tolEvolutionary biologist and Pulitzer Prize winner Edward O. Wilson once wrote, “Other species are our kin” (1993, 39). Indeed, all of us— from an ant to a sequoia and from a carnivorous plant to a vegetarian human—have evolved from a population of single-celled organisms that lived almost two billion years ago. How do we know this? “All this distant kinship is stamped by a common genetic code and elementary features of cell structure” (Wilson 1993, 39). What this means is that each and every time we sit down to a meal, we are eating our kin— eating our own Earth family. This is neither good nor bad; it simply is. Nature is beyond morality.

This is what I call one of “the inconvenient truths” of conscious eating. Jains (the ancient Indian school of thought that came up with the ahimsa doctrine of non-violence) understood this long, long time ago. We habitually defend ourselves from this “inconvenient truth” by using such euphemisms as pork, bacon, and ham (for pig, one of the smartest, most trainable animals), beef (for cow), veal (for baby cow) and sea food (for fish, lobster, etc).  We are playing word-games and name-games to keep this basic fact (that we have to kill our kin to eat) out of our collective awareness.  Mindful, conscious eating isn’t just about savoring and slowing down.  It’s also about facing the truth(s) of eating. So, are you ready to begin to regularly acknowledge this? Ready or not, Conscious Eater, ponder this “inconvenient truth” at your next meal.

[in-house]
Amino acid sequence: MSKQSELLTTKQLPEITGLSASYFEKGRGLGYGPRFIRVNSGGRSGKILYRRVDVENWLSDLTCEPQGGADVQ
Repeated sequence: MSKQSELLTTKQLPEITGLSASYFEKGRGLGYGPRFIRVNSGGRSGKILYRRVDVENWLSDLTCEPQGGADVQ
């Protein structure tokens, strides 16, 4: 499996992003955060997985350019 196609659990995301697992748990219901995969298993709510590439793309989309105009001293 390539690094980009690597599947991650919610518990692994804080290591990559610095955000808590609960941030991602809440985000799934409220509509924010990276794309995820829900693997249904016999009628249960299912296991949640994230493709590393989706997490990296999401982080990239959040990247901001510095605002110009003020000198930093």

Adapted from Reinventing the Meal (Somov, 2012)

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    Last reviewed: 21 Aug 2013

APA Reference
Somov, P. (2013). Mindful Eating: Inconvenient Truth. Psych Central. Retrieved on March 31, 2015, from


Select books by Pavel G. Somov, Ph.D.:
Mindful Emotional Eating Reinventing the Meal
Present Perfect
Eating the Moment

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